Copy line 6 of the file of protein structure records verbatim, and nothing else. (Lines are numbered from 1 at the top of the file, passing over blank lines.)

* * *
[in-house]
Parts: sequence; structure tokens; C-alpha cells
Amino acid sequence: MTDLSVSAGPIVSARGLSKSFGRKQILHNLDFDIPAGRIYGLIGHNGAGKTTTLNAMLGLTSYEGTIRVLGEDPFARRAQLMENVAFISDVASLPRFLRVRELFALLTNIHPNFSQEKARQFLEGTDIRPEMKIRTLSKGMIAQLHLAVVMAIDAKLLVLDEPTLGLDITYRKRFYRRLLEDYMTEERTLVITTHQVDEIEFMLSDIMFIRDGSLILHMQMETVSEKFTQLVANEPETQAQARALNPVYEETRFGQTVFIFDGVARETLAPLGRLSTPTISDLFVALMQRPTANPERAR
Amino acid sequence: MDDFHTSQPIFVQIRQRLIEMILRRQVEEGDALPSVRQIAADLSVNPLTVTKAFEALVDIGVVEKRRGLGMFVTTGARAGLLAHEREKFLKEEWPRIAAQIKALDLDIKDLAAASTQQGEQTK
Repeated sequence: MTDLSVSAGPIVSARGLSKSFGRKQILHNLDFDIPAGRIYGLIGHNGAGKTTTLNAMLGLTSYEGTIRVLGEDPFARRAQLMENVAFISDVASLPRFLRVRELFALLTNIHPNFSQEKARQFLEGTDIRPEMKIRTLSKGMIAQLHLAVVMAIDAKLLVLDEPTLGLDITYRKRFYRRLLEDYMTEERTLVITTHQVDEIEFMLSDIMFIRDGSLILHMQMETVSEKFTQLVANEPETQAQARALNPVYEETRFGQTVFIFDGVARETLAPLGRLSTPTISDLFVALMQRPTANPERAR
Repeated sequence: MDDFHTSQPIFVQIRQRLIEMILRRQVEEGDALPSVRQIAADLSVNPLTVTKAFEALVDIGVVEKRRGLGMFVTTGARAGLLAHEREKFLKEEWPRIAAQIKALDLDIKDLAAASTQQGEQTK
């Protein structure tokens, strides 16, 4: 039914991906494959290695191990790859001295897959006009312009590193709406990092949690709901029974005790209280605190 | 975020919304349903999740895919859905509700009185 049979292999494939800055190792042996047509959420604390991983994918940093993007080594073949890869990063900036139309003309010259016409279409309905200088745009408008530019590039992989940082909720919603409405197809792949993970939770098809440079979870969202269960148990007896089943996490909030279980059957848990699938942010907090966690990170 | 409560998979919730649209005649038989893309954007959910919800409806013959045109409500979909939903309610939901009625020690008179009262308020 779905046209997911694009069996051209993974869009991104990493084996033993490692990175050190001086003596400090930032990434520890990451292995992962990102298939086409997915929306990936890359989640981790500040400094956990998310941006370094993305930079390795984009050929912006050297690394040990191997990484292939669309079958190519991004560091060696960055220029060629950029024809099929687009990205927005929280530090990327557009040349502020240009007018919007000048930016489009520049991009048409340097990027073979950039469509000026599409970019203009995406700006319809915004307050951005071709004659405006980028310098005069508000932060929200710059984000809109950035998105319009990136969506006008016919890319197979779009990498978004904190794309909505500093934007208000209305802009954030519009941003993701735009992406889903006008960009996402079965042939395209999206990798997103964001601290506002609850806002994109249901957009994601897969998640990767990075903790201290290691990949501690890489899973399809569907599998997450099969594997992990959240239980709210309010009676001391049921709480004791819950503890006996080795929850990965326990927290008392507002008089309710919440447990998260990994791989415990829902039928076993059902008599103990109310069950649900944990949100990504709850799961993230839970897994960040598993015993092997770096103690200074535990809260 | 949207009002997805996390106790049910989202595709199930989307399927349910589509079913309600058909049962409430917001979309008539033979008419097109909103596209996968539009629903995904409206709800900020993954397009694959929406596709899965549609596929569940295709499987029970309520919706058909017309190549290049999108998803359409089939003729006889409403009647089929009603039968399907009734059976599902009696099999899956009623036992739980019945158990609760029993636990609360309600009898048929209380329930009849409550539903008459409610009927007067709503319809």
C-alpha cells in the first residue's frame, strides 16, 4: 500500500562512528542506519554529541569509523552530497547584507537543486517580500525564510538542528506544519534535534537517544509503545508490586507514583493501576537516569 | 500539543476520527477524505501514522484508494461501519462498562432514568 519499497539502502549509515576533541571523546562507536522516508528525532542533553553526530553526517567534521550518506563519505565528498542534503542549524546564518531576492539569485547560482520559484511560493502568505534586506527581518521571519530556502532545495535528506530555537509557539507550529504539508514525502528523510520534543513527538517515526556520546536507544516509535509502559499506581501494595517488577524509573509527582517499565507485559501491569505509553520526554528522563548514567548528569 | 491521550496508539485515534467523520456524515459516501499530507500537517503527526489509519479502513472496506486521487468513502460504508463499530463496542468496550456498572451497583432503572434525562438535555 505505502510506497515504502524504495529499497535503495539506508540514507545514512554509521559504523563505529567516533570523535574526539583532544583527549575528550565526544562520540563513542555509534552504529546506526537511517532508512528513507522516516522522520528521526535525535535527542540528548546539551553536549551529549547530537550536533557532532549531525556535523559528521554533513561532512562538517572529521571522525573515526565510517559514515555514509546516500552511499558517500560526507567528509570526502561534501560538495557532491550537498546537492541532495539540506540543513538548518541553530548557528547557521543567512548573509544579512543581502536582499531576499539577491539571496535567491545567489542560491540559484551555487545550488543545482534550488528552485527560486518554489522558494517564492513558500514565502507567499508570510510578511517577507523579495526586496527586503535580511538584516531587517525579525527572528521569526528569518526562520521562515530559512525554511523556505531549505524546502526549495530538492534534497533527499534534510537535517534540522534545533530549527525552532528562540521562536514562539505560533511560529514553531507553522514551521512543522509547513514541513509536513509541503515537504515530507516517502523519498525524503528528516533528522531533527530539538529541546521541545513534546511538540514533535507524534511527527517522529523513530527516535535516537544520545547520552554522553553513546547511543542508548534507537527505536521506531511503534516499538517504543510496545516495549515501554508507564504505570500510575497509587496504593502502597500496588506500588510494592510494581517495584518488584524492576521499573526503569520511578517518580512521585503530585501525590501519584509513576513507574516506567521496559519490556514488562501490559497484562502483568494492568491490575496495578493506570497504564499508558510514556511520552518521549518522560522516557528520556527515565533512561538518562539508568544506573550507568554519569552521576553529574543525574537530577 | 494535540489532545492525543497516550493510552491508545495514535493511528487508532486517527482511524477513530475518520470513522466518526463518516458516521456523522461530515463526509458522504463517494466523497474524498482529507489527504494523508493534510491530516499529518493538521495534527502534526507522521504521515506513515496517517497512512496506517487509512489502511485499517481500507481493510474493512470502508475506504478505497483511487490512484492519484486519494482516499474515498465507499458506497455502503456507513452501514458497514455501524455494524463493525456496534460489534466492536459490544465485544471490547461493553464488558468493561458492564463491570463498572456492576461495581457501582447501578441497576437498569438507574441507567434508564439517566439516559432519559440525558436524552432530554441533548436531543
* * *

Repeated sequence: MDDFHTSQPIFVQIRQRLIEMILRRQVEEGDALPSVRQIAADLSVNPLTVTKAFEALVDIGVVEKRRGLGMFVTTGARAGLLAHEREKFLKEEWPRIAAQIKALDLDIKDLAAASTQQGEQTK